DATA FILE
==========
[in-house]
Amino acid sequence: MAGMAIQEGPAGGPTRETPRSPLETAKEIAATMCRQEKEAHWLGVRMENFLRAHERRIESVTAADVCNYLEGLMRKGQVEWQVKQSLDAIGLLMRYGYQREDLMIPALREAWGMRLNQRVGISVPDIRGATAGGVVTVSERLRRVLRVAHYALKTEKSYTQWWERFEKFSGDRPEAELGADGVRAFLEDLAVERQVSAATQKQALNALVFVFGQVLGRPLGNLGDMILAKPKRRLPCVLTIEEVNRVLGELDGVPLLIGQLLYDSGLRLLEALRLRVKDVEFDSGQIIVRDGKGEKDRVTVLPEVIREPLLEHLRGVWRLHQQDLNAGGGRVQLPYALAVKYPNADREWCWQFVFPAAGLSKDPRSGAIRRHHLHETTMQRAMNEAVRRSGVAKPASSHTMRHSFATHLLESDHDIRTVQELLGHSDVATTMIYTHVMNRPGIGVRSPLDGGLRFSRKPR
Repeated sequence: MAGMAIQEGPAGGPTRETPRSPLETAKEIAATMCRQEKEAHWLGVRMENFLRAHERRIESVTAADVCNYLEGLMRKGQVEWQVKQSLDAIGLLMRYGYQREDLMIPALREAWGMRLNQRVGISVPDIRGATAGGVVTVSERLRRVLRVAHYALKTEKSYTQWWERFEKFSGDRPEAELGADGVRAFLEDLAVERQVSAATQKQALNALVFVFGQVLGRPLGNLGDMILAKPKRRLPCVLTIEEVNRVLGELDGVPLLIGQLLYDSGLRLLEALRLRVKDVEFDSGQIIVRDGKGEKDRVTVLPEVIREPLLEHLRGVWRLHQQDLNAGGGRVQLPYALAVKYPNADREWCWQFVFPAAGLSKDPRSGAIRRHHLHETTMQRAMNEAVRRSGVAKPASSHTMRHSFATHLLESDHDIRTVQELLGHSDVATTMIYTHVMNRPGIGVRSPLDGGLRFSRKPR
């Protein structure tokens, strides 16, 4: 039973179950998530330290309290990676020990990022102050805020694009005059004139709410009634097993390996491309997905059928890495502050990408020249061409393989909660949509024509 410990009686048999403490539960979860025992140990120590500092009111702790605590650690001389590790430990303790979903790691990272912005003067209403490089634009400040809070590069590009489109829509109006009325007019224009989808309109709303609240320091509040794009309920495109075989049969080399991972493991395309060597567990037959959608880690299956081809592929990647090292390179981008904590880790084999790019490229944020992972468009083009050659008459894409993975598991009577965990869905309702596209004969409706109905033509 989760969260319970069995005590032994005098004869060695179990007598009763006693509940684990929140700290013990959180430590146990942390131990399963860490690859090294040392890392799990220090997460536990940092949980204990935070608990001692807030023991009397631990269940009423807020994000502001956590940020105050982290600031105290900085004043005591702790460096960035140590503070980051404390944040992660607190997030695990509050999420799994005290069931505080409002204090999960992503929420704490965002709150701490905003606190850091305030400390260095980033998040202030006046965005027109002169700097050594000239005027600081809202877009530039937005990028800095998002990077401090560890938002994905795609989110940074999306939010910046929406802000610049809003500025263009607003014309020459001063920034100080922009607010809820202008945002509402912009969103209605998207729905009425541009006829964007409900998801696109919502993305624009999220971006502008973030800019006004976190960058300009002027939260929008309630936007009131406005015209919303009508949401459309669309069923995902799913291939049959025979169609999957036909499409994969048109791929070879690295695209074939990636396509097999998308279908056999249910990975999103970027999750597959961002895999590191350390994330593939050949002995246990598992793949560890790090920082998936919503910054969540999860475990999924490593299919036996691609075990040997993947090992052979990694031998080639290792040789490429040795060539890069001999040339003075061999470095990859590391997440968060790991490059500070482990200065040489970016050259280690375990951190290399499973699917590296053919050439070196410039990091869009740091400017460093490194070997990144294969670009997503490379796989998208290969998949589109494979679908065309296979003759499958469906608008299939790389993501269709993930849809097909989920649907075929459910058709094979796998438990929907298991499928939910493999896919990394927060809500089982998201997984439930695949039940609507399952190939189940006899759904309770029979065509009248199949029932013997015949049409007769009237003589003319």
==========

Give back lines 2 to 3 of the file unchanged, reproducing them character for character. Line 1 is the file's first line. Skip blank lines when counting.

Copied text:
Amino acid sequence: MAGMAIQEGPAGGPTRETPRSPLETAKEIAATMCRQEKEAHWLGVRMENFLRAHERRIESVTAADVCNYLEGLMRKGQVEWQVKQSLDAIGLLMRYGYQREDLMIPALREAWGMRLNQRVGISVPDIRGATAGGVVTVSERLRRVLRVAHYALKTEKSYTQWWERFEKFSGDRPEAELGADGVRAFLEDLAVERQVSAATQKQALNALVFVFGQVLGRPLGNLGDMILAKPKRRLPCVLTIEEVNRVLGELDGVPLLIGQLLYDSGLRLLEALRLRVKDVEFDSGQIIVRDGKGEKDRVTVLPEVIREPLLEHLRGVWRLHQQDLNAGGGRVQLPYALAVKYPNADREWCWQFVFPAAGLSKDPRSGAIRRHHLHETTMQRAMNEAVRRSGVAKPASSHTMRHSFATHLLESDHDIRTVQELLGHSDVATTMIYTHVMNRPGIGVRSPLDGGLRFSRKPR
Repeated sequence: MAGMAIQEGPAGGPTRETPRSPLETAKEIAATMCRQEKEAHWLGVRMENFLRAHERRIESVTAADVCNYLEGLMRKGQVEWQVKQSLDAIGLLMRYGYQREDLMIPALREAWGMRLNQRVGISVPDIRGATAGGVVTVSERLRRVLRVAHYALKTEKSYTQWWERFEKFSGDRPEAELGADGVRAFLEDLAVERQVSAATQKQALNALVFVFGQVLGRPLGNLGDMILAKPKRRLPCVLTIEEVNRVLGELDGVPLLIGQLLYDSGLRLLEALRLRVKDVEFDSGQIIVRDGKGEKDRVTVLPEVIREPLLEHLRGVWRLHQQDLNAGGGRVQLPYALAVKYPNADREWCWQFVFPAAGLSKDPRSGAIRRHHLHETTMQRAMNEAVRRSGVAKPASSHTMRHSFATHLLESDHDIRTVQELLGHSDVATTMIYTHVMNRPGIGVRSPLDGGLRFSRKPR